Home > Urology > EAU 2019 > Bladder Cancer > Bladder cancer risk and early detection

Bladder cancer risk and early detection

Presented By
Dr Thibault De La Motte Rouge, Dr Wei Shen Tan, Dr Bas van Rhijn, Dr Francesco Soria
EAU 2019
Results of the EDIFICE 6 survey show that tobacco is not recognised as bladder cancer risk factor in the general population. A haematuria cancer risk score was developed and externally validated to identify patients at risk of harbouring bladder cancer. Greatest prognostic value for grade determination is obtained by using both WHO1973 and 2004/16 classification systems.

Knowledge of bladder cancer was tested in the French population through the EDIFICE 6 study which surveyed >12,000 individuals online with no history of cancer. The cohort was demographically validated as a representative cross section of the French population (Dr Thibault De La Motte Rouge, Pitié-Salpêtrière Hospital, France) [1]. Among the top 5 risk factors for bladder cancer queried, tobacco was ranked last by the French population. The results highlight a number of misconceptions and a lack of understanding of bladder cancer, the severity of the disease, and most importantly, tobacco is not recognised as the primary risk factor. The authors’ findings highlight the need for tailored education campaigns in the mass media all over Europe.

Dr Wei Shen Tan (University College London, United Kingdom) presented results from the DETECT 1 cohort examining a haematuria cancer risk score (HCRS) developed using 3,539 prospectively recruited bladder cancer patients from 40 UK hospitals and a validation cohort comprised of 656 Swiss patients. A lack of consensus exists regarding type of haematuria and age-specific thresholds used to guide referral for investigation of haematuria. All patients were referred to hospital for the evaluation of macroscopic and microscopic haematuria. Patient age, gender, type of haematuria, and smoking history were used to develop the haematuria cancer risk score, which detected 11.4% (n=8) more cancers which would have been missed by UK National Institute for Health and Clinical Excellence guidelines. The American Urological Association guidelines would have identified all cancers with a specificity of 12.6% compared to the 30.5% achieved by the HCRS. All patients with upper tract cancers would have been identified; these results were just recently published [2].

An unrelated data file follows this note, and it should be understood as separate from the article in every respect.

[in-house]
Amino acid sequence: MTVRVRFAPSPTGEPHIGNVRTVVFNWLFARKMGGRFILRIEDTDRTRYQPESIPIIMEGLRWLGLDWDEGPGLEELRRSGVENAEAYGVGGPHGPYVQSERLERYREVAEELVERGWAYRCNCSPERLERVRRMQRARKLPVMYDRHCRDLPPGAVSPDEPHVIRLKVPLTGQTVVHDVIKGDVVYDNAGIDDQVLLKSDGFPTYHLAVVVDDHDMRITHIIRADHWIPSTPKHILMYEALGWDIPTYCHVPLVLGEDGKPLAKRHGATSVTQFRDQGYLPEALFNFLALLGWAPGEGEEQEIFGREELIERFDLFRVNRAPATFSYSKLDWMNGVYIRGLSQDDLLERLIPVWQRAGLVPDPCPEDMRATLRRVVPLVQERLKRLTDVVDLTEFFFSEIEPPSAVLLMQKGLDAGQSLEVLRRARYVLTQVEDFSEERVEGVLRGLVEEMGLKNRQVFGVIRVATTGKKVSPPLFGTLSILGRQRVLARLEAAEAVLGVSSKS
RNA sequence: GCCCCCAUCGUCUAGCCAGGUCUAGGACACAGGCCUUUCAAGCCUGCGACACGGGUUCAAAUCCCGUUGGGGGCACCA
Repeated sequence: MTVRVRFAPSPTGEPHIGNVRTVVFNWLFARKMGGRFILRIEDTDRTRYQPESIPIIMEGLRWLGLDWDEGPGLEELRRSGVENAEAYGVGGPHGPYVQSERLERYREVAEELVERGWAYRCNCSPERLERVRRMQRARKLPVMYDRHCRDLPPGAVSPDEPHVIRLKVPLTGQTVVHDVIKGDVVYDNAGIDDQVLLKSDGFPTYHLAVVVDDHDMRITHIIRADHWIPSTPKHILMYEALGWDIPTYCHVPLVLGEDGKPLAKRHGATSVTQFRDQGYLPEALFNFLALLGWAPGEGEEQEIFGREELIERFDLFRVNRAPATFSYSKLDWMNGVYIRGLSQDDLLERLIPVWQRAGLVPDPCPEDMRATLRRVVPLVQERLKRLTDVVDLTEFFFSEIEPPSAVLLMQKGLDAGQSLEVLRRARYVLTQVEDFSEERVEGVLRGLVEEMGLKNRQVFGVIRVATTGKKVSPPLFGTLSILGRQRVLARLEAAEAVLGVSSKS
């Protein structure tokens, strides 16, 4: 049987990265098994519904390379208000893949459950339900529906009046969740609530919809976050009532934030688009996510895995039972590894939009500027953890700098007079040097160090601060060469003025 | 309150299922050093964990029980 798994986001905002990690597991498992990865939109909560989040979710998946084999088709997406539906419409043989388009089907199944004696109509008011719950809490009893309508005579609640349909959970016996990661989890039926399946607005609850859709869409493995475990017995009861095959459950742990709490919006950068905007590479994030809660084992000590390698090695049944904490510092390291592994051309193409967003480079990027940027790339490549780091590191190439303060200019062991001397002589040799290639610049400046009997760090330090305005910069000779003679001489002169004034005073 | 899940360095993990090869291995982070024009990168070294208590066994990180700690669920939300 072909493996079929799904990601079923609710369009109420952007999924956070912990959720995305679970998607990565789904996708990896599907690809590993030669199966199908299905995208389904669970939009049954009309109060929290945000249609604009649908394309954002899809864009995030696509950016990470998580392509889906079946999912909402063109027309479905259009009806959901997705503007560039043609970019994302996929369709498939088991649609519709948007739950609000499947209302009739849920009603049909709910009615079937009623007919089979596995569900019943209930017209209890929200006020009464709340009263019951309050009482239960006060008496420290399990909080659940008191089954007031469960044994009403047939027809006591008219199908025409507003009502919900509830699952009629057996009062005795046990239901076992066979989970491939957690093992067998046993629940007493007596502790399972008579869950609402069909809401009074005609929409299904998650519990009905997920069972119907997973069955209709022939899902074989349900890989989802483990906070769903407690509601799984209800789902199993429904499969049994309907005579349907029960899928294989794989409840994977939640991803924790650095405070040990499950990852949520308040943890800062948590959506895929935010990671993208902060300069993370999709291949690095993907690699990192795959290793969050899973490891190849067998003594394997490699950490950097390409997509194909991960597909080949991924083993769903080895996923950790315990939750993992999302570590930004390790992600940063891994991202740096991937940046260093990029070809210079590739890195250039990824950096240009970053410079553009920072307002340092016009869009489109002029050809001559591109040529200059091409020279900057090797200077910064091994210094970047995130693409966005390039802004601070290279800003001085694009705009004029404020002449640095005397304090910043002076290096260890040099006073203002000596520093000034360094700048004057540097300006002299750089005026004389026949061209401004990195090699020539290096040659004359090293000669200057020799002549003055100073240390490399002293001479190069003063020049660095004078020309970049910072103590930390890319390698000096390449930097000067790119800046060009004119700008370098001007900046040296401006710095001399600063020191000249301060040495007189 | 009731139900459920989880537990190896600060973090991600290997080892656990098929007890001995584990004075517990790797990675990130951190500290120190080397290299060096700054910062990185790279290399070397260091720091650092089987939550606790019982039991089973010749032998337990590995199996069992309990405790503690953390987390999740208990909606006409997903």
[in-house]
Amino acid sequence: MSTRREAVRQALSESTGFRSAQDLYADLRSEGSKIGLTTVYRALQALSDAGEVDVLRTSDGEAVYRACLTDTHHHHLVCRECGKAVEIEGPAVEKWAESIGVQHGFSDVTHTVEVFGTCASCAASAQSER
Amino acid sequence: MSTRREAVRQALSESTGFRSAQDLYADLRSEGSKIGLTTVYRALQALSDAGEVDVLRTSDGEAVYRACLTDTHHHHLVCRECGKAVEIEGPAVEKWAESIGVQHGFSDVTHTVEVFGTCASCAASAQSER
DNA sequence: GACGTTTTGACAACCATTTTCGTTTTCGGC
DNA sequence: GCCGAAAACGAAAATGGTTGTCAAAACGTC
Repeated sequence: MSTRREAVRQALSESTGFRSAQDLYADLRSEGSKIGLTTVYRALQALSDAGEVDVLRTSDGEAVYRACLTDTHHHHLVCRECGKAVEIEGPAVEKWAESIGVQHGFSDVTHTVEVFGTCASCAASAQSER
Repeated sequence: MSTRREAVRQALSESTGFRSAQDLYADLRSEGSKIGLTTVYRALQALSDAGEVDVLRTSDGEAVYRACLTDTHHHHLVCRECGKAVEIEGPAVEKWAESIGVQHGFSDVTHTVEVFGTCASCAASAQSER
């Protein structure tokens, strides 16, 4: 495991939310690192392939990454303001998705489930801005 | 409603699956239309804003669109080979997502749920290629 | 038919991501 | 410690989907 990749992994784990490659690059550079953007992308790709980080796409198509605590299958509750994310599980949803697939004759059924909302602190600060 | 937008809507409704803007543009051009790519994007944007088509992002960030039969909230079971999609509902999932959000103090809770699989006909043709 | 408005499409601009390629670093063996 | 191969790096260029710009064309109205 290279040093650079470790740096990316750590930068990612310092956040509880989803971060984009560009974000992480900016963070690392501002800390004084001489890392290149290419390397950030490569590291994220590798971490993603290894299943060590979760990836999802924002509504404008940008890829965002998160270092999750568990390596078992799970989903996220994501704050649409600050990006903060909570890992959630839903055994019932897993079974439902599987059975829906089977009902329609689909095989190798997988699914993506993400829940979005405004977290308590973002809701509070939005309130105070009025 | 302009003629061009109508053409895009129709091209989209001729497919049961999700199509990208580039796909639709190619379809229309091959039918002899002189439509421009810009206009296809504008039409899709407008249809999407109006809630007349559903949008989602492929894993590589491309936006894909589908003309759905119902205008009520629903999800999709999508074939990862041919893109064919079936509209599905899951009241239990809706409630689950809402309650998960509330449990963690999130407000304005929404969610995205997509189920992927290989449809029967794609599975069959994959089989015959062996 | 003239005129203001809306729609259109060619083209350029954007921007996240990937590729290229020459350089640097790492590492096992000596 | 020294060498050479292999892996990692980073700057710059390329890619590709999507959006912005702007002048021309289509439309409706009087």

In short, the HCRS offers good discriminatory accuracy which is superior to existing guidelines. There is no current public health screening protocol for bladder cancer, so this study is potentially high impact. The simplicity of the model would facilitate adoption and improve shared decision-making (see Figure 1).

Figure 1: Haematuria cancer risk score in males [2]

Initiated by the EAU Guidelines panel for non-muscle invasive bladder cancer (NMIBC), there was a presentation by Dr Bas van Rhijn (Antoni van Leeuwenhoek Cancer Center, the Netherlands) comparing the prognostic value of the two classification systems for Grade determination of NMIBC. The EAU Guidelines uses both the WHO1973 (G1/G2/G3) & WHO2004/16 (low/high grade), whereas the American Urological Association Guidelines only uses the WHO2004/2016 (see Figure 2). The panel went back to patient data from 5,049 primary (first diagnosis) Ta/1 NMIBC patients from 17 centres of excellence. Both grading systems were equally capable at predicting progression, disease-specific survival, and overall survival, but not recurrence. The greatest prognostic value was seen to use a combination of WHO1973 and 2004/16. The EAU NMIBC Guideline Panel recommendation is to use both WHO systems, so be sure to ask your pathologist for both readouts.

Figure 2: NMIBC Grade classification systems

Kindly provided by Dr van Rhijn

Dr Francesco Soria (Azienda Ospedaliera Città della Salute e della Scienza di Torino, Italy) presented an interesting multicentre study (n=291) interrogating the predictive factors for the absence of residual disease at repeated transurethral resection of bladder tumour (TURBT) technique, which involves the laser resection and the wire loop resection. The primary research question was whether it is possible to avoid repeating TURBT in selected patients. All patients included had undergone an exhaustive and complete resection of a pT1 high-grade tumour, with absence of tumour at the time of second-look. Muscle was observed in 70% of pathological examinations at the first TURBT. In a multivariate analysis, the following predictive factors were identified: (1) muscle in the specimen from the beginning (HR 2.14, P=0.01); (2) concomitant carcinoma in situ (HR 0.23, P=0.002); and (3) en-bloc TURBT (HR 9.68, P=0.04). These data are being implemented into a predictive tool to aid the decision of how a patient can best be treated; there is room to challenge the second look as advocated in the guidelines.

  1. De La Motte Rouge T et al. J Clin Oncol 2018 36:15_suppl, 1557-1557.

  2. Tan WS et al. J Intern Med. 2019 Apr;285(4):436-445.

Posted on